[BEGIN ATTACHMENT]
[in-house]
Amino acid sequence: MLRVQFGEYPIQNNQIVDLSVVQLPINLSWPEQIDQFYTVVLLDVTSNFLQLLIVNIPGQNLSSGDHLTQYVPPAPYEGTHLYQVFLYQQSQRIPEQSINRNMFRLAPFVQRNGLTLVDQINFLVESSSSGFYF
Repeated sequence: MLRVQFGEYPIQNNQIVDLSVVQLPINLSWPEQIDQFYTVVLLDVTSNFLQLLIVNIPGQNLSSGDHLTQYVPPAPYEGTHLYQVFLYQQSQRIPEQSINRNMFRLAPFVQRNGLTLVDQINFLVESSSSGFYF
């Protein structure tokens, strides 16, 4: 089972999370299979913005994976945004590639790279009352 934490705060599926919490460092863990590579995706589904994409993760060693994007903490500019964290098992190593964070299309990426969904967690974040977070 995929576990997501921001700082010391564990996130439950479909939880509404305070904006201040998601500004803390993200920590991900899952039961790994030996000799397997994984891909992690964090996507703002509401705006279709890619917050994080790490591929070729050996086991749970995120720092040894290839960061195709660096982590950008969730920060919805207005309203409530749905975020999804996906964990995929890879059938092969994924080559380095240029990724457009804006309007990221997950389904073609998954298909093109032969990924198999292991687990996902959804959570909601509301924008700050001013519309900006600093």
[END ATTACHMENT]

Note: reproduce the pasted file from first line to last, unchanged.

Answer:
[in-house]
Amino acid sequence: MLRVQFGEYPIQNNQIVDLSVVQLPINLSWPEQIDQFYTVVLLDVTSNFLQLLIVNIPGQNLSSGDHLTQYVPPAPYEGTHLYQVFLYQQSQRIPEQSINRNMFRLAPFVQRNGLTLVDQINFLVESSSSGFYF
Repeated sequence: MLRVQFGEYPIQNNQIVDLSVVQLPINLSWPEQIDQFYTVVLLDVTSNFLQLLIVNIPGQNLSSGDHLTQYVPPAPYEGTHLYQVFLYQQSQRIPEQSINRNMFRLAPFVQRNGLTLVDQINFLVESSSSGFYF
């Protein structure tokens, strides 16, 4: 089972999370299979913005994976945004590639790279009352 934490705060599926919490460092863990590579995706589904994409993760060693994007903490500019964290098992190593964070299309990426969904967690974040977070 995929576990997501921001700082010391564990996130439950479909939880509404305070904006201040998601500004803390993200920590991900899952039961790994030996000799397997994984891909992690964090996507703002509401705006279709890619917050994080790490591929070729050996086991749970995120720092040894290839960061195709660096982590950008969730920060919805207005309203409530749905975020999804996906964990995929890879059938092969994924080559380095240029990724457009804006309007990221997950389904073609998954298909093109032969990924198999292991687990996902959804959570909601509301924008700050001013519309900006600093």